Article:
Structural improvements are already underway at Wilson Middle School, Collegiate Academy, and Erie High. The school board recently approved a new project at Edison Elementary as well. "The total estimated cost back in 2017 to do all our buildings was about $200 million," says Polito. "We had enough to do about $80 million, so the stimulus funds allowed us to expand that. At this point, we'll be able to do about $150 million of additional work."
One of the biggest structural problems in our district is proper ventilation — a problem that only grew more urgent in the face of the COVID-19 epidemic. "We had to stay closed for longer because a lot of our buildings did not have mechanical ventilation," according to Polito. As a dad, the thought that improved air quality could shave off a few days of surprise pandemic-parenting is incredibly welcome!
Of course, political and ideological changes often complicate long-term plans. For example, Republican gubernatorial candidate Doug Mastriano suggested cutting public school funding by $9 to $10 thousand dollars per student in a radio interview last March. Just imagine the over-crowded, poorly-ventilated classrooms a funding cut of this size might lead to.
"Whether or not our students have the opportunities to be college and career-ready shouldn't depend on who is in the legislature at that moment," says Deborah Gordon Klehr, executive director of the Education Law Center. As I've reported before, her organization is part of an ongoing lawsuit that could force our state to acknowledge a constitutional right to a quality education — as well as to its legal obligation to guarantee equity regardless of who is in power.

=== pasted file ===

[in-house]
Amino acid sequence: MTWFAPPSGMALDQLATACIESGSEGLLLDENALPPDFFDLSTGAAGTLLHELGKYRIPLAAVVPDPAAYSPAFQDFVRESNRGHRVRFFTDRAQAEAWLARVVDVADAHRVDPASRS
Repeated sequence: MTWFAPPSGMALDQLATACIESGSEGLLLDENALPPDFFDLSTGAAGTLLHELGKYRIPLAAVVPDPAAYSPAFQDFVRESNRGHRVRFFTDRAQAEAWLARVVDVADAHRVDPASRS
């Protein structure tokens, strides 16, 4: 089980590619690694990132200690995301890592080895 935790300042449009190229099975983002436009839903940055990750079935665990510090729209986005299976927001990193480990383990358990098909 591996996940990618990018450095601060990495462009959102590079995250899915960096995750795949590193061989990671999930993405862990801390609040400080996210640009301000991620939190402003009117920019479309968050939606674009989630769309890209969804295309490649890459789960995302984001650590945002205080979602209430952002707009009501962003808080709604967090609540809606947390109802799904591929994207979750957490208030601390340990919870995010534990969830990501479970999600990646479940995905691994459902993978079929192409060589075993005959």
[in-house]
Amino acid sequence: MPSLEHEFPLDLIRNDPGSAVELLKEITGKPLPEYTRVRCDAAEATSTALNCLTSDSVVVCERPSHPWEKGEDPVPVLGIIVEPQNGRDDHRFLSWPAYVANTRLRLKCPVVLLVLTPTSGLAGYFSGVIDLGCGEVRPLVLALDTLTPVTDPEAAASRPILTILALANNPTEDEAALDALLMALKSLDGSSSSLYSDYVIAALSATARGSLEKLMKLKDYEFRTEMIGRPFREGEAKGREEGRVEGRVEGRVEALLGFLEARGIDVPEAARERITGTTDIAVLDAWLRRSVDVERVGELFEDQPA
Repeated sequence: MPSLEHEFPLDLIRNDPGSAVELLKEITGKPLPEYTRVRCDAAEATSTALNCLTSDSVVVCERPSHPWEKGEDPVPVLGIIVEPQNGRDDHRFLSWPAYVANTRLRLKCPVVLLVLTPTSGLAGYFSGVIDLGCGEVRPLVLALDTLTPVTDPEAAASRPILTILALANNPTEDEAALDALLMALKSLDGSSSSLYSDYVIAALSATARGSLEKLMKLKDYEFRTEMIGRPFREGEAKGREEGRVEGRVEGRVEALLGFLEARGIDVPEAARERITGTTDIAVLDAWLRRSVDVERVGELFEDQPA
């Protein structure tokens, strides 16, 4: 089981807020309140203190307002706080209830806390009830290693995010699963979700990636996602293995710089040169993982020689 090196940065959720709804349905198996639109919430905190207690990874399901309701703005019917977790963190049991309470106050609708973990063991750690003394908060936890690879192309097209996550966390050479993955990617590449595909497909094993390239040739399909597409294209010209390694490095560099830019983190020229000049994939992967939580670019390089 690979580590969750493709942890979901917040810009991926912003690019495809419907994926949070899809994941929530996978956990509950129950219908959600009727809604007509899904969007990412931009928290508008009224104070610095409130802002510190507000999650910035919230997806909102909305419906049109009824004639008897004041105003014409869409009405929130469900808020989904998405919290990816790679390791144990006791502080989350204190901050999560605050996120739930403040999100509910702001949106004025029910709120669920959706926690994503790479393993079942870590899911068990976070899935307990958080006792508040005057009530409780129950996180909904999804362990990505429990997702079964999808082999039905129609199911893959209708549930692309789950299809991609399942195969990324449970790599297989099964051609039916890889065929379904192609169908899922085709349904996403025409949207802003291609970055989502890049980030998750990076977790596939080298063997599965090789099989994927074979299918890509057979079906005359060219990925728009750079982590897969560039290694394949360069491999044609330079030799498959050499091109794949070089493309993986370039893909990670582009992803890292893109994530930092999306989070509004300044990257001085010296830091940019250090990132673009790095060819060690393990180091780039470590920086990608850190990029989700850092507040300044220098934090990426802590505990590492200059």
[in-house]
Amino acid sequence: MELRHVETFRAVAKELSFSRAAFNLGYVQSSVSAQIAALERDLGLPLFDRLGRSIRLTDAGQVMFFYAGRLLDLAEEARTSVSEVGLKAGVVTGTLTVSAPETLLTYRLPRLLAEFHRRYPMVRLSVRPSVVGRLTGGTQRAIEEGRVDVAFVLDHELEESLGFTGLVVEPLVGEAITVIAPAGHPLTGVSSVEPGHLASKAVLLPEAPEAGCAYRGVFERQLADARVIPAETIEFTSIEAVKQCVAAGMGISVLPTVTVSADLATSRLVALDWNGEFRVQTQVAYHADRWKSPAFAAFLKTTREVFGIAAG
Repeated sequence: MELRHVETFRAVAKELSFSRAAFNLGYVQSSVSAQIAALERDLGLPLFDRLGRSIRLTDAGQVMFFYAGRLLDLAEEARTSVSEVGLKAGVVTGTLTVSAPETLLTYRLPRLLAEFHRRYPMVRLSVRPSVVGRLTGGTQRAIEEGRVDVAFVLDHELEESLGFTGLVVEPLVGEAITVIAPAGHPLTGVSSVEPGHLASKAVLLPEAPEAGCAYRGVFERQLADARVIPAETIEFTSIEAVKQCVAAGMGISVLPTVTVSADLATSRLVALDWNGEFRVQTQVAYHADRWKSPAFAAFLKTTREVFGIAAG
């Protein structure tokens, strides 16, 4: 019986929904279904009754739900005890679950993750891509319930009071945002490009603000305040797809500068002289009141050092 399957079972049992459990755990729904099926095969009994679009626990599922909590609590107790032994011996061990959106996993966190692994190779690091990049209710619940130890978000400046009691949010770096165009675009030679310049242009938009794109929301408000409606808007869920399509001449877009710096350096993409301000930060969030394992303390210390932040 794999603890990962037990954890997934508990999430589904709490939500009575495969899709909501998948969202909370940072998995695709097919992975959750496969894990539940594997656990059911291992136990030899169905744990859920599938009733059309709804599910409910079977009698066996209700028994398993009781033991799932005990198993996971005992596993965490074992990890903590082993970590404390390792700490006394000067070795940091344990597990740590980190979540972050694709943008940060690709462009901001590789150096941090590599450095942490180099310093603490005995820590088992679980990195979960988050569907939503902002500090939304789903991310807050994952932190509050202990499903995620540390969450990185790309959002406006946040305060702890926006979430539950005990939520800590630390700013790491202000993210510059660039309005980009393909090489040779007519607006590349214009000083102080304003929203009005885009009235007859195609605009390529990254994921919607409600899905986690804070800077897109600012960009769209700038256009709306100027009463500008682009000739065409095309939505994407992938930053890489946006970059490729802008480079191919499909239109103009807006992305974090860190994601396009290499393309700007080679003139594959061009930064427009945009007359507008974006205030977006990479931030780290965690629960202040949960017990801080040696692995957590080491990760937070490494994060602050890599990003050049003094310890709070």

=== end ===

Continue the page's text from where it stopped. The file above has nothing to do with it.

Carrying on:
As oral arguments in the case concluded in late July, there were "questions about whether the constitution guarantees a right to education, whether it mandates a high-quality contemporary education — both of which are our positions — or, as the respondents argued, it requires a minimum basic education, without regard to the outcomes for students," according to Klehr.
A decision in the lawsuit is probably still months away. And regardless of outcome, "an appeal by the losing side is likely," according to Klehr.
In the meantime, Klehr is cautiously optimistic about the recent increases in school funding: "It's an acknowledgment by the legislature of how deep a hole they have dug in the schools by neglecting education funding for so many years." However, she is quick to point out that they need to reflect long-term changes. "These kinds of increases will need to be sustained for years to help get local districts to adequate, equitable levels of funding — and to bring Pennsylvania up from the bottom in the share of education funding provided by the state," she argues.
As nice as it has been to see headlines about our school district that aren't exclusively about infrastructural crises, eruptions of violence, or unexpected quarantines, this forward momentum will require continued effort. Some of it may come at the ballot box, some may come in the courtroom, and a lot will inevitably occur in the classroom. The choices we make — and the dollars we spend — will impact our children fundamentally.
Dan Schank can be contacted at firstname.lastname@example.org